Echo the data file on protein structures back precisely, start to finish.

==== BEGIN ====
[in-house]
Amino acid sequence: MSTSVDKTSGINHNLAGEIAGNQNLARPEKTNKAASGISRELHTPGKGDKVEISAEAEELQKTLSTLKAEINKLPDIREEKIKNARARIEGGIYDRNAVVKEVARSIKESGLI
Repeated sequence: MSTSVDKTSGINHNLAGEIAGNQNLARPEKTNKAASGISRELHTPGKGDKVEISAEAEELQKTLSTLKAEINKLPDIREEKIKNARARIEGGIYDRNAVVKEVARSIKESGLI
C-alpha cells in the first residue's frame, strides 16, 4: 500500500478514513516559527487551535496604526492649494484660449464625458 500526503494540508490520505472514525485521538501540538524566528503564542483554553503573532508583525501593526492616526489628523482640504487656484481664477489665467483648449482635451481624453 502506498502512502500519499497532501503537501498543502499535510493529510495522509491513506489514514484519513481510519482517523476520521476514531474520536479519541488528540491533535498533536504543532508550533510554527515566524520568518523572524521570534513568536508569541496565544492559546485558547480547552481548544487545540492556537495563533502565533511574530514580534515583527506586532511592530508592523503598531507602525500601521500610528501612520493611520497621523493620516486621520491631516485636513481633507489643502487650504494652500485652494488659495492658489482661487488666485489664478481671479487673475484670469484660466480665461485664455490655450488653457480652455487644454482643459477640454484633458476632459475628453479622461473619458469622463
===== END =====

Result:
[in-house]
Amino acid sequence: MSTSVDKTSGINHNLAGEIAGNQNLARPEKTNKAASGISRELHTPGKGDKVEISAEAEELQKTLSTLKAEINKLPDIREEKIKNARARIEGGIYDRNAVVKEVARSIKESGLI
Repeated sequence: MSTSVDKTSGINHNLAGEIAGNQNLARPEKTNKAASGISRELHTPGKGDKVEISAEAEELQKTLSTLKAEINKLPDIREEKIKNARARIEGGIYDRNAVVKEVARSIKESGLI
C-alpha cells in the first residue's frame, strides 16, 4: 500500500478514513516559527487551535496604526492649494484660449464625458 500526503494540508490520505472514525485521538501540538524566528503564542483554553503573532508583525501593526492616526489628523482640504487656484481664477489665467483648449482635451481624453 502506498502512502500519499497532501503537501498543502499535510493529510495522509491513506489514514484519513481510519482517523476520521476514531474520536479519541488528540491533535498533536504543532508550533510554527515566524520568518523572524521570534513568536508569541496565544492559546485558547480547552481548544487545540492556537495563533502565533511574530514580534515583527506586532511592530508592523503598531507602525500601521500610528501612520493611520497621523493620516486621520491631516485636513481633507489643502487650504494652500485652494488659495492658489482661487488666485489664478481671479487673475484670469484660466480665461485664455490655450488653457480652455487644454482643459477640454484633458476632459475628453479622461473619458469622463